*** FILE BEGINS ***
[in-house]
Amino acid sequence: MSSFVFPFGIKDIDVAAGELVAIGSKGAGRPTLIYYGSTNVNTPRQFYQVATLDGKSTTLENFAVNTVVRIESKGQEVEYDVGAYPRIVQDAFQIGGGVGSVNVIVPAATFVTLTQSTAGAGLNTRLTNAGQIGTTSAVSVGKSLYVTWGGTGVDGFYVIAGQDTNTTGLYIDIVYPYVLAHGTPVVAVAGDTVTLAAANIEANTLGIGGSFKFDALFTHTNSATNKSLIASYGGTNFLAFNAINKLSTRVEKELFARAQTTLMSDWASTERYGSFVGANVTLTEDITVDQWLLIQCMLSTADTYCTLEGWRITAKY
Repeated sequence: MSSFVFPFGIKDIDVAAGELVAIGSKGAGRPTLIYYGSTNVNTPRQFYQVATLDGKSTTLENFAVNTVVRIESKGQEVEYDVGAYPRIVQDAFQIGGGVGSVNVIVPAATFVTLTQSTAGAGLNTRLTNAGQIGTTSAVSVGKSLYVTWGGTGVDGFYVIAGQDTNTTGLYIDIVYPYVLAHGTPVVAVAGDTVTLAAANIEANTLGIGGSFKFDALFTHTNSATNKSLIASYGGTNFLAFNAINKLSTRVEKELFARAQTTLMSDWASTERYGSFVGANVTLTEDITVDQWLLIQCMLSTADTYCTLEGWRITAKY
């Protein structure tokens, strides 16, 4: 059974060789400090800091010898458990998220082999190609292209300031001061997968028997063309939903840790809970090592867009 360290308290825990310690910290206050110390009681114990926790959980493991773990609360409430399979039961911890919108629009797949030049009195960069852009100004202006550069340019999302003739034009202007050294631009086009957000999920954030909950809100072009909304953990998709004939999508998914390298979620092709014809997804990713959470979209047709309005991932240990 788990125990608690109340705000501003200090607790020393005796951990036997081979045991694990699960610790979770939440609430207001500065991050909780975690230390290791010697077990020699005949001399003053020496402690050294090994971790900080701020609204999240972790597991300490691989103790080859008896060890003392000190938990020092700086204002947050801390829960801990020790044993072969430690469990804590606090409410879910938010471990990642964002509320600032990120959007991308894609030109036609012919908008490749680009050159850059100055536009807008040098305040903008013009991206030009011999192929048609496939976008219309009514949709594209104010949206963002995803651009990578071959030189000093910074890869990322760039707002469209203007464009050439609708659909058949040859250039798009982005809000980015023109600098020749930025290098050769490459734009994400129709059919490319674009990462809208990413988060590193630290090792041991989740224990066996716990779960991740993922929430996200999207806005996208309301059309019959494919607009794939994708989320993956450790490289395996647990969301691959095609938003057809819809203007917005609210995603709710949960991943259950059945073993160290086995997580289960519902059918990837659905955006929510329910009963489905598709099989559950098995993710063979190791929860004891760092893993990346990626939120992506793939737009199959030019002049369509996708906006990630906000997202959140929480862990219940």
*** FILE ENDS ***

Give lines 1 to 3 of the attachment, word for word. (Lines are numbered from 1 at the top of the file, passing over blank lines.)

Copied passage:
[in-house]
Amino acid sequence: MSSFVFPFGIKDIDVAAGELVAIGSKGAGRPTLIYYGSTNVNTPRQFYQVATLDGKSTTLENFAVNTVVRIESKGQEVEYDVGAYPRIVQDAFQIGGGVGSVNVIVPAATFVTLTQSTAGAGLNTRLTNAGQIGTTSAVSVGKSLYVTWGGTGVDGFYVIAGQDTNTTGLYIDIVYPYVLAHGTPVVAVAGDTVTLAAANIEANTLGIGGSFKFDALFTHTNSATNKSLIASYGGTNFLAFNAINKLSTRVEKELFARAQTTLMSDWASTERYGSFVGANVTLTEDITVDQWLLIQCMLSTADTYCTLEGWRITAKY
Repeated sequence: MSSFVFPFGIKDIDVAAGELVAIGSKGAGRPTLIYYGSTNVNTPRQFYQVATLDGKSTTLENFAVNTVVRIESKGQEVEYDVGAYPRIVQDAFQIGGGVGSVNVIVPAATFVTLTQSTAGAGLNTRLTNAGQIGTTSAVSVGKSLYVTWGGTGVDGFYVIAGQDTNTTGLYIDIVYPYVLAHGTPVVAVAGDTVTLAAANIEANTLGIGGSFKFDALFTHTNSATNKSLIASYGGTNFLAFNAINKLSTRVEKELFARAQTTLMSDWASTERYGSFVGANVTLTEDITVDQWLLIQCMLSTADTYCTLEGWRITAKY